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Iron Age defended settlement at Padderbury Top

List Entry Summary

This monument is scheduled under the Ancient Monuments and Archaeological Areas Act 1979 as amended as it appears to the Secretary of State to be of national importance. This entry is a copy, the original is held by the Department for Culture, Media and Sport.

Name: Iron Age defended settlement at Padderbury Top

List entry Number: 1007297

Location

Legacy Record - This information may be included in the List Entry Details.

The monument may lie within the boundary of more than one authority.

County:

District: Cornwall

District Type: Unitary Authority

Parish: St. Germans

National Park: Not applicable to this List entry.

Grade: Not applicable to this List entry.

Date first scheduled: 17-Mar-1977

Date of most recent amendment: Not applicable to this List entry.

Legacy System Information

The contents of this record have been generated from a legacy data system.

Legacy System: RSM - OCN

UID: CO 1039

Asset Groupings

This list entry does not comprise part of an Asset Grouping. Asset Groupings are not part of the official record but are added later for information.

List entry Description

Summary of Monument

Legacy Record - This information may be included in the List Entry Details.

Reasons for Designation

During the Iron Age a variety of different types of settlement were constructed and occupied in south western England. At the top of the settlement hierarchy were hillforts built in prominent locations. In addition to these a group of smaller sites, known as defended settlements, were also constructed. Some of these were located on hilltops, others in less prominent positions. They are generally smaller than the hillforts, sometimes with an enclosed area of less than 1ha. The enclosing defences were of earthen construction. Univallate sites have a single bank and ditch, multivallate sites more than one. At some sites these earthen ramparts represent a second phase of defence, the first having been a timber fence or palisade. Where excavated, evidence of stone- or timber-built houses has been found within the enclosures, which, in contrast to the hillfort sites, would have been occupied by small communities, perhaps no more than a single family group. Defended settlements are a rare monument type. They were an important element of the settlement pattern, particularly in the upland areas of south western England, and are integral to any study of the developing use of fortified settlements during this period. The Iron Age defended settlement at Padderbury Top is a relatively small monument with a topographically impressive location and a complex series of defences. Despite reduction in the height of the ramparts through cultivation, it will retain archaeological and environmental evidence relating to its construction, development, territorial significance, social organisation, function, domestic arrangements, agricultural practices and overall landscape context.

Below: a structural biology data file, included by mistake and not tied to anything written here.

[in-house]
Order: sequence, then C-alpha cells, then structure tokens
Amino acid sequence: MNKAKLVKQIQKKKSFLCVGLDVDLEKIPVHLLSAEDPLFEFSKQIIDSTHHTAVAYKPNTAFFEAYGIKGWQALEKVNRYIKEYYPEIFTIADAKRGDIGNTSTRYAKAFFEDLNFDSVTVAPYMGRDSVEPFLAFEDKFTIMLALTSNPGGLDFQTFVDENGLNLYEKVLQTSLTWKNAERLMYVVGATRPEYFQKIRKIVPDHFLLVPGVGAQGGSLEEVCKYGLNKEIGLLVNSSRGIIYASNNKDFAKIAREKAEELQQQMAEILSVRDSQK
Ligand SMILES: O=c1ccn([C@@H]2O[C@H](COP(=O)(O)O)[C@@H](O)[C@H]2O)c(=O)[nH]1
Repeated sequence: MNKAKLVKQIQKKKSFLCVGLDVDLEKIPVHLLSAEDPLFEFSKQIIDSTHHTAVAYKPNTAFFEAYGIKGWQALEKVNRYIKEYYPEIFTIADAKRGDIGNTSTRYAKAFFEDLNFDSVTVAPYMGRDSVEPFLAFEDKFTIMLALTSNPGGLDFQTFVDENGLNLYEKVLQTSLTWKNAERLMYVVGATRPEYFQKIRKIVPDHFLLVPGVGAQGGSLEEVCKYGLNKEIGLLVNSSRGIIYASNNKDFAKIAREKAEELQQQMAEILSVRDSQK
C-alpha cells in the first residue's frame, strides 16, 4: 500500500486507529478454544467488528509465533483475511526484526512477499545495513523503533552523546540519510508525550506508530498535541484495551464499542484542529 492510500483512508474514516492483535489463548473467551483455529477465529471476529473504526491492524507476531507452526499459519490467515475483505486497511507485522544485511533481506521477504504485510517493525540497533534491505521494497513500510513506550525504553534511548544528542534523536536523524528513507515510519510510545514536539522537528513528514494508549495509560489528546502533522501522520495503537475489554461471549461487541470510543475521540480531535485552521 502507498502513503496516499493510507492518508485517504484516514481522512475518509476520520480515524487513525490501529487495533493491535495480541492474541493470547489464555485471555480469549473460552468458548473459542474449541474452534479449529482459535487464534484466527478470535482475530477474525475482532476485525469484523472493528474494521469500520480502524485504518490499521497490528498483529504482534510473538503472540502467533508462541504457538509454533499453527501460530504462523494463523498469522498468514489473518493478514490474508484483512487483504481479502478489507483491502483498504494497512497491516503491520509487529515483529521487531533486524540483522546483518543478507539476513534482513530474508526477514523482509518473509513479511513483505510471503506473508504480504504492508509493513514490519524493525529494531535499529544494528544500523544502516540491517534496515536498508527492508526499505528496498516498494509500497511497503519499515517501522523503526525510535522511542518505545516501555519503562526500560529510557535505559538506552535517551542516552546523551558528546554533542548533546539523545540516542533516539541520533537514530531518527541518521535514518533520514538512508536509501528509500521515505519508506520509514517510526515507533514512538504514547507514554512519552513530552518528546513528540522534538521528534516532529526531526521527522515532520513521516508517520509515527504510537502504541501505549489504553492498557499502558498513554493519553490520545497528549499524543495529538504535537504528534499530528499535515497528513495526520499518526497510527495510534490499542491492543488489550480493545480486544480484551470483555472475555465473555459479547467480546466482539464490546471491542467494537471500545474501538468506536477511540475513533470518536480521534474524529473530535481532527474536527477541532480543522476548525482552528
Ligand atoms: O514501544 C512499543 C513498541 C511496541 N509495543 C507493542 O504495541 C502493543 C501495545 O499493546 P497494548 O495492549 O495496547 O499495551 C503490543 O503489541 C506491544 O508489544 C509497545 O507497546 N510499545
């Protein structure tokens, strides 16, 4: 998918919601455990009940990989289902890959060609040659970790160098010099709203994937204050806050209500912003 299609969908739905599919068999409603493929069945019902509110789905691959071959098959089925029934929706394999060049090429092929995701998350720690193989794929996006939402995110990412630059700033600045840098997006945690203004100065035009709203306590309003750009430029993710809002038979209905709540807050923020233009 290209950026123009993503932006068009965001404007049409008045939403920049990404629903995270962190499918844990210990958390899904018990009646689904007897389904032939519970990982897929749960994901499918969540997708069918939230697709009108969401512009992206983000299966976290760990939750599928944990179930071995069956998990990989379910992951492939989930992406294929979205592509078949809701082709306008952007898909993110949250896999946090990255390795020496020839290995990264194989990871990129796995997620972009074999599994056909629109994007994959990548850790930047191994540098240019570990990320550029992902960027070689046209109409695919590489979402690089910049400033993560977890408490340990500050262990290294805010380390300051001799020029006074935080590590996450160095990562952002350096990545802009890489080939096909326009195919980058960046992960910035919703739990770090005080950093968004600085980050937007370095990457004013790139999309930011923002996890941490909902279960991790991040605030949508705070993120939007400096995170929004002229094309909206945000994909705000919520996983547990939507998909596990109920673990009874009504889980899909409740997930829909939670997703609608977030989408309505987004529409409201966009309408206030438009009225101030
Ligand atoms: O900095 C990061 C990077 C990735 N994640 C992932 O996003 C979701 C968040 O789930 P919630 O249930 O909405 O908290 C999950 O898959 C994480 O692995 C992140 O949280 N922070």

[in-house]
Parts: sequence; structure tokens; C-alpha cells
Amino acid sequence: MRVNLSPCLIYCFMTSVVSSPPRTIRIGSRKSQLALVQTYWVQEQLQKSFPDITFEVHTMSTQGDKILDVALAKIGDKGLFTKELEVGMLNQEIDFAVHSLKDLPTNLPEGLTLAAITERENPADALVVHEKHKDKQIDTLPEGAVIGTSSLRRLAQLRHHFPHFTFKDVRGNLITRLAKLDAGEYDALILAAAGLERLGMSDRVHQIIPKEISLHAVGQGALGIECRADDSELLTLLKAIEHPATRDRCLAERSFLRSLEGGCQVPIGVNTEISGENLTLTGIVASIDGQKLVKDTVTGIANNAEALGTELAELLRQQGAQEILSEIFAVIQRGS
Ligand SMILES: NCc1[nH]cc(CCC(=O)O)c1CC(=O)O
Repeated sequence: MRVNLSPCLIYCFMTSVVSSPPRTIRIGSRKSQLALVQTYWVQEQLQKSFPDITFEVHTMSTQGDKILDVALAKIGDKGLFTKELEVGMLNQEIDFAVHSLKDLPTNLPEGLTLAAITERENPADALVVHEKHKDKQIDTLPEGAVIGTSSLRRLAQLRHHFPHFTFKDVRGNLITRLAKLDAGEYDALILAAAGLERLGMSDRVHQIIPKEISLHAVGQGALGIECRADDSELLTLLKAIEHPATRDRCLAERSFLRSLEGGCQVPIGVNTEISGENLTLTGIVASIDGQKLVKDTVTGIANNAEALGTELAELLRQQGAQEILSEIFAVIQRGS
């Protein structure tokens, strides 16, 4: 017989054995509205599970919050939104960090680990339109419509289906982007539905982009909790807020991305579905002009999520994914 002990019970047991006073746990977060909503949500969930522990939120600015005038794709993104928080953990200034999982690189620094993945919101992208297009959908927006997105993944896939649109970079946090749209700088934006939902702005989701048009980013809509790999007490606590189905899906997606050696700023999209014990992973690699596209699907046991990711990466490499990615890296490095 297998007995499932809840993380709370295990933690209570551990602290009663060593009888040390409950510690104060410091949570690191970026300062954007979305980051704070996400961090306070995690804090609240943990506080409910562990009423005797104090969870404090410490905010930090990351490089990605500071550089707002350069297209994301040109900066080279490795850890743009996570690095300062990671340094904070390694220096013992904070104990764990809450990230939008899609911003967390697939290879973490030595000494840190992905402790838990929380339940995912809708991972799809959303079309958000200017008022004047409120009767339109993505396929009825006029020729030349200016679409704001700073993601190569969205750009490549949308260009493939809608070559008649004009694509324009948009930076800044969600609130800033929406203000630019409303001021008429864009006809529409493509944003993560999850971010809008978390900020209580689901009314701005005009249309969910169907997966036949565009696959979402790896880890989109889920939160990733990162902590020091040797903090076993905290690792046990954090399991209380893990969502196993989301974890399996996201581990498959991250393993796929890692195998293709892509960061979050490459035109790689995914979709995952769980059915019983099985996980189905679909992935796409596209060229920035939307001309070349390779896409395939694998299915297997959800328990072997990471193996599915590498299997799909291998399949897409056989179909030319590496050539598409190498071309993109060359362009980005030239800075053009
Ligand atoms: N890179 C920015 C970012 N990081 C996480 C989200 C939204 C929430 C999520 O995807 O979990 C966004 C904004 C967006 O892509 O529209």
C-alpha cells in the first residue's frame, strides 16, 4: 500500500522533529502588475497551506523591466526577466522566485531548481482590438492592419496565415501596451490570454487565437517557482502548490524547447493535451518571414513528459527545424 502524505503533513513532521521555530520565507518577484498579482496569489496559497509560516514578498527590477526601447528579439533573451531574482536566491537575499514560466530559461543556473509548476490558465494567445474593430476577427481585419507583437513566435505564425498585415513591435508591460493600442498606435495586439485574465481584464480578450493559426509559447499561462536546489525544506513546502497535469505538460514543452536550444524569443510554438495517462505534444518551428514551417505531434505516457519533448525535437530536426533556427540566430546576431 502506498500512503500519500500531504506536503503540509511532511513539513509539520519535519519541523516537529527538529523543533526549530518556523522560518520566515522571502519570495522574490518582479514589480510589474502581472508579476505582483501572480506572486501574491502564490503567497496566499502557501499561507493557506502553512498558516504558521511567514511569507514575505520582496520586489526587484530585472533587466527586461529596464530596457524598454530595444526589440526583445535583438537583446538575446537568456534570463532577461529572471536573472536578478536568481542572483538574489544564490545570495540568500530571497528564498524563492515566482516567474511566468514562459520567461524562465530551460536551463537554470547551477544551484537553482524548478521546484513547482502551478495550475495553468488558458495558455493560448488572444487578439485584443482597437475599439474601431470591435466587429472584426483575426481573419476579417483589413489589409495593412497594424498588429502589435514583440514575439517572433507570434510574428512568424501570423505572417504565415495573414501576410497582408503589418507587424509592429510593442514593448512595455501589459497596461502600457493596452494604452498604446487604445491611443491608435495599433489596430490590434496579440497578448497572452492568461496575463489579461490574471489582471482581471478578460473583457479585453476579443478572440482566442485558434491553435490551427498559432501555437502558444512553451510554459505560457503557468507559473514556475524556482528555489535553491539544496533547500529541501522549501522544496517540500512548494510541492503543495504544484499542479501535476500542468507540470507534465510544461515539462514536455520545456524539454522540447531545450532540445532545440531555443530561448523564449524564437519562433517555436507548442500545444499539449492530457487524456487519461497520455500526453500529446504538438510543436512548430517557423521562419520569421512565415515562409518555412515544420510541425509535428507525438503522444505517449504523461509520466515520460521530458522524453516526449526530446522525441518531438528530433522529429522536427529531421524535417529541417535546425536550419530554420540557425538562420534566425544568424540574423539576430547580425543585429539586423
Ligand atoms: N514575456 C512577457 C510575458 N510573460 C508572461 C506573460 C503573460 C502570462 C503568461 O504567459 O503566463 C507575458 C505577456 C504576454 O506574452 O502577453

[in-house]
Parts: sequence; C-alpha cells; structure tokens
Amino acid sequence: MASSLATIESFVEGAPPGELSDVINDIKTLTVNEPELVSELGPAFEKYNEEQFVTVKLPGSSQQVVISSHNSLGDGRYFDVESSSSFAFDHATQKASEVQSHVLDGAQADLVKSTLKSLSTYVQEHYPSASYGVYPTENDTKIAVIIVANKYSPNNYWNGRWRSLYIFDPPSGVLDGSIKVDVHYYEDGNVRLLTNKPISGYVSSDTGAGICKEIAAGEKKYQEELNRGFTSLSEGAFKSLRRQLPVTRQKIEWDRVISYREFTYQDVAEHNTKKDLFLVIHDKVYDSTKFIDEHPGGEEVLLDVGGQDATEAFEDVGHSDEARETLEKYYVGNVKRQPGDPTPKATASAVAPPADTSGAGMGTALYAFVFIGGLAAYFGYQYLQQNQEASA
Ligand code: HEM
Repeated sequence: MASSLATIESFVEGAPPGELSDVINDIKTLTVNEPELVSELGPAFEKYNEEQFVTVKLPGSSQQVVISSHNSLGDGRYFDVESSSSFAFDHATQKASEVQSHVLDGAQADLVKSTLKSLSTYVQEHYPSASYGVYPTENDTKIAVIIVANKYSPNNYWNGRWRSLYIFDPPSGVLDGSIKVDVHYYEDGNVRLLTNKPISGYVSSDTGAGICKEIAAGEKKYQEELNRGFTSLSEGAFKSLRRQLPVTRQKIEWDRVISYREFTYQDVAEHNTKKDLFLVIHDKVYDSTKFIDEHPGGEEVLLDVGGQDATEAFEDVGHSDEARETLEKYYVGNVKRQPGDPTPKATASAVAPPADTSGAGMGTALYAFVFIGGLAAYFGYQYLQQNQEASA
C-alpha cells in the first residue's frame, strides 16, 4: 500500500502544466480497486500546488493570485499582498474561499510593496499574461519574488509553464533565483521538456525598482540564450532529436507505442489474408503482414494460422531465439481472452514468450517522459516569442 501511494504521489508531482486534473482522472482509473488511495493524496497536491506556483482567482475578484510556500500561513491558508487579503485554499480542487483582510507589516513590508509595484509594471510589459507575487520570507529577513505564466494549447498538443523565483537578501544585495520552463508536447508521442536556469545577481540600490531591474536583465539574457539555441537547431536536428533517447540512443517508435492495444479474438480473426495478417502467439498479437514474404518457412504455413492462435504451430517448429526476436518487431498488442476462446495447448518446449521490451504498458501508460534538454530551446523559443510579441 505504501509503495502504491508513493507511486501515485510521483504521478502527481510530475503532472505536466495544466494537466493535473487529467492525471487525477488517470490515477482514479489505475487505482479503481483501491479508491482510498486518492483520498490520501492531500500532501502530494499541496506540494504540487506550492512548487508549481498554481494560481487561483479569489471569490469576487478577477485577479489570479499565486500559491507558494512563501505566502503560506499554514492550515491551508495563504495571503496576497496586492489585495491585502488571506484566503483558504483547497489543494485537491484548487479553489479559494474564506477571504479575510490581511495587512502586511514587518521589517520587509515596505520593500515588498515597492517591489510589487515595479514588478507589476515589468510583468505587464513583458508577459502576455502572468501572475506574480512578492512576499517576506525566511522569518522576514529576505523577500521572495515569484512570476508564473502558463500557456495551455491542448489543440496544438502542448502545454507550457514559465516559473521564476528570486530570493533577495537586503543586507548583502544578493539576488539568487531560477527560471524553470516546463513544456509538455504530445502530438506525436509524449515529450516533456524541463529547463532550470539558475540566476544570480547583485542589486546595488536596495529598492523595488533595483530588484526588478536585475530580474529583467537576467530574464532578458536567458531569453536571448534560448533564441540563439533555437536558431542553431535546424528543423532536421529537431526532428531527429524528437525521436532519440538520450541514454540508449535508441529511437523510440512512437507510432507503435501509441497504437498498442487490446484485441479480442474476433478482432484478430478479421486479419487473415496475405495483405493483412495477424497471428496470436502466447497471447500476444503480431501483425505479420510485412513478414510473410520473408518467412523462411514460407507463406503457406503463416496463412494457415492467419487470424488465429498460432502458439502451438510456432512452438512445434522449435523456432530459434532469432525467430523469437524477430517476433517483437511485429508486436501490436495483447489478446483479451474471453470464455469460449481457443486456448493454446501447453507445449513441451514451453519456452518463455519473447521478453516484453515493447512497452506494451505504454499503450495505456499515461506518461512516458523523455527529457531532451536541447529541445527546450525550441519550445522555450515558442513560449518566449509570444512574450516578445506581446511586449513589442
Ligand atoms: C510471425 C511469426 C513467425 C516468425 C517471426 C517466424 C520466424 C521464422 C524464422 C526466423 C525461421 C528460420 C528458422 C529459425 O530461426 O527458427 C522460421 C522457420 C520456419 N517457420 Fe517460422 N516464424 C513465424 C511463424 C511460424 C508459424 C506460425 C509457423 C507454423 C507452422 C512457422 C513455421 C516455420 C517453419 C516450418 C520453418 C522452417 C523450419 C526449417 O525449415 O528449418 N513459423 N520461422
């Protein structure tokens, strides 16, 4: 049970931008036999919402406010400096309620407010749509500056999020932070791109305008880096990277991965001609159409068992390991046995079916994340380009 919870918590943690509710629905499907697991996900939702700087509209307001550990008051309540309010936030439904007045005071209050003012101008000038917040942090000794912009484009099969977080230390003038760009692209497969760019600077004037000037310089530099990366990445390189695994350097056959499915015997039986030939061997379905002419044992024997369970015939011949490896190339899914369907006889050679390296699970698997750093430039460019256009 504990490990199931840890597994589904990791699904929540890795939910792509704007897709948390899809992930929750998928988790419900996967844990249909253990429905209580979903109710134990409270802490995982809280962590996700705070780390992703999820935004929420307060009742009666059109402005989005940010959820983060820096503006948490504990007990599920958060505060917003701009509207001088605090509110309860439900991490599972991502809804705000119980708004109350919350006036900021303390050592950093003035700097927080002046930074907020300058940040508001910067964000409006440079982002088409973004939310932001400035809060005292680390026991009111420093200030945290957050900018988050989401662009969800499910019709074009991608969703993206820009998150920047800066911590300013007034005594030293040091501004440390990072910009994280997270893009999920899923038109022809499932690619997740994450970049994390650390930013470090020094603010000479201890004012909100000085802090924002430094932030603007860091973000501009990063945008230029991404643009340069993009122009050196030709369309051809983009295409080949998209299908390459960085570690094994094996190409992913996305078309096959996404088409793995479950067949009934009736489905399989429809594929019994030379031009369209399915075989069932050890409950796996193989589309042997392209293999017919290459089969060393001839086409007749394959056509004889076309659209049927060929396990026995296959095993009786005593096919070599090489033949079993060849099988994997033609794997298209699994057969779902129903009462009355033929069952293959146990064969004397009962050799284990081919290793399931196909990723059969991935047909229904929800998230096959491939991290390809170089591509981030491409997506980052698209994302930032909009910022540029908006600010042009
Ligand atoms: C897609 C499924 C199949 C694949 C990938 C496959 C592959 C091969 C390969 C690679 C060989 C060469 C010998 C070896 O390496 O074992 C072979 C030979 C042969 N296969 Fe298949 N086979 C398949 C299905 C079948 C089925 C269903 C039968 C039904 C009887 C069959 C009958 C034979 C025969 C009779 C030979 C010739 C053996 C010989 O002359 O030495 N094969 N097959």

History

Legacy Record - This information may be included in the List Entry Details.

Details

The monument includes an Iron Age defended settlement, situated on the summit of a prominent hill called Padderbury Top. The settlement survives as a roughly circular central enclosure defined by an inner rampart bank of up to 3m high. It is concentrically surrounded by a closely-set second rampart defined as a scarp of up to 1m high. Aerial photographs reveal there were originally up to four lines of defence, one between the two visible ramparts and an outer bank with ditch. These, together with the ditches associated with the visible ramparts, are preserved as buried features.

Sources: HER:- PastScape Monument No:-436736

Selected Sources

Legacy Record - This information may be included in the List Entry Details

National Grid Reference: SX 31398 61038

Map

Map
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This copy shows the entry on 24-Oct-2017 at 03:16:49.

End of official listing